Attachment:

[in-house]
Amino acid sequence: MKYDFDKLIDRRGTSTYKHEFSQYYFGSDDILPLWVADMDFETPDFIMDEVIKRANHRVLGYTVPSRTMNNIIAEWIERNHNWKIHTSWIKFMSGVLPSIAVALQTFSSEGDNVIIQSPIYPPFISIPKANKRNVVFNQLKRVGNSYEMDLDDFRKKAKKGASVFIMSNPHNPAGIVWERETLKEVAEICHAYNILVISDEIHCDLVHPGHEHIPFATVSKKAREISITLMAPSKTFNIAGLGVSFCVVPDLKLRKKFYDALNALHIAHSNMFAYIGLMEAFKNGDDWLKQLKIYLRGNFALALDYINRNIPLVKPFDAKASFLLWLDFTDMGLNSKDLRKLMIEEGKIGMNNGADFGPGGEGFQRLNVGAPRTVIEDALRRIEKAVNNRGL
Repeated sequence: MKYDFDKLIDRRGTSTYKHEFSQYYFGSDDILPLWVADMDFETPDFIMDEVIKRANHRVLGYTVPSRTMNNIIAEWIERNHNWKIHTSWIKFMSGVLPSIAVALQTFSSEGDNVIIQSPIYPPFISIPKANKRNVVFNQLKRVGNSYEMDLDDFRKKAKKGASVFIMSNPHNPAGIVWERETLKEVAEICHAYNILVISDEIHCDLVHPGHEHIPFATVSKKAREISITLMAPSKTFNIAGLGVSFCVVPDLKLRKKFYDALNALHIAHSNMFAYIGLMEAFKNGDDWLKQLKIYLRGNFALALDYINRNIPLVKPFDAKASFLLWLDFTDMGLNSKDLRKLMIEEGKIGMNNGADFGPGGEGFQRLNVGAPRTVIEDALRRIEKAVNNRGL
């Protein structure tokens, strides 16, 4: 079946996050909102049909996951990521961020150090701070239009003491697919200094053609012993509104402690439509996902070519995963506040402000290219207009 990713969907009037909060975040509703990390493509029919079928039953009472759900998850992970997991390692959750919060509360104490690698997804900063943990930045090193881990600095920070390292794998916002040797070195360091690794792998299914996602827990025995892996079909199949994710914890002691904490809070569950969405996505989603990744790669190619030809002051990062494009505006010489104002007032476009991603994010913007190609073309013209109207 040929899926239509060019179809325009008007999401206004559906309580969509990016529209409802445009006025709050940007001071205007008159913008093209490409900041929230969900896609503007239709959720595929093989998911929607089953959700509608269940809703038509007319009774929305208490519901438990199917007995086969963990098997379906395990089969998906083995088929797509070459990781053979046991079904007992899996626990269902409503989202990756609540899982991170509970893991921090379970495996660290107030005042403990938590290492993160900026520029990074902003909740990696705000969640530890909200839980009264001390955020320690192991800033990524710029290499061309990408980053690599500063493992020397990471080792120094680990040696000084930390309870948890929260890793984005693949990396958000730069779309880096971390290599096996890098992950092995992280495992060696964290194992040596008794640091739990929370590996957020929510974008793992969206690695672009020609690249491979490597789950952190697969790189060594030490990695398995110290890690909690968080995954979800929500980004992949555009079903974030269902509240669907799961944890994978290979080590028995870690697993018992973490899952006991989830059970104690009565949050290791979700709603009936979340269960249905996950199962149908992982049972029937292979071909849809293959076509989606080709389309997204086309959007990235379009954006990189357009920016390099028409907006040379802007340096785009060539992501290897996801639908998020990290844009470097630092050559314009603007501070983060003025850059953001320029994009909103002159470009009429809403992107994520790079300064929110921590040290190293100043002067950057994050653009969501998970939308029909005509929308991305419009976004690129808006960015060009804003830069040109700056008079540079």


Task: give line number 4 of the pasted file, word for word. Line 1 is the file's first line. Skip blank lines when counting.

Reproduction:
């Protein structure tokens, strides 16, 4: 079946996050909102049909996951990521961020150090701070239009003491697919200094053609012993509104402690439509996902070519995963506040402000290219207009 990713969907009037909060975040509703990390493509029919079928039953009472759900998850992970997991390692959750919060509360104490690698997804900063943990930045090193881990600095920070390292794998916002040797070195360091690794792998299914996602827990025995892996079909199949994710914890002691904490809070569950969405996505989603990744790669190619030809002051990062494009505006010489104002007032476009991603994010913007190609073309013209109207 040929899926239509060019179809325009008007999401206004559906309580969509990016529209409802445009006025709050940007001071205007008159913008093209490409900041929230969900896609503007239709959720595929093989998911929607089953959700509608269940809703038509007319009774929305208490519901438990199917007995086969963990098997379906395990089969998906083995088929797509070459990781053979046991079904007992899996626990269902409503989202990756609540899982991170509970893991921090379970495996660290107030005042403990938590290492993160900026520029990074902003909740990696705000969640530890909200839980009264001390955020320690192991800033990524710029290499061309990408980053690599500063493992020397990471080792120094680990040696000084930390309870948890929260890793984005693949990396958000730069779309880096971390290599096996890098992950092995992280495992060696964290194992040596008794640091739990929370590996957020929510974008793992969206690695672009020609690249491979490597789950952190697969790189060594030490990695398995110290890690909690968080995954979800929500980004992949555009079903974030269902509240669907799961944890994978290979080590028995870690697993018992973490899952006991989830059970104690009565949050290791979700709603009936979340269960249905996950199962149908992982049972029937292979071909849809293959076509989606080709389309997204086309959007990235379009954006990189357009920016390099028409907006040379802007340096785009060539992501290897996801639908998020990290844009470097630092050559314009603007501070983060003025850059953001320029994009909103002159470009009429809403992107994520790079300064929110921590040290190293100043002067950057994050653009969501998970939308029909005509929308991305419009976004690129808006960015060009804003830069040109700056008079540079």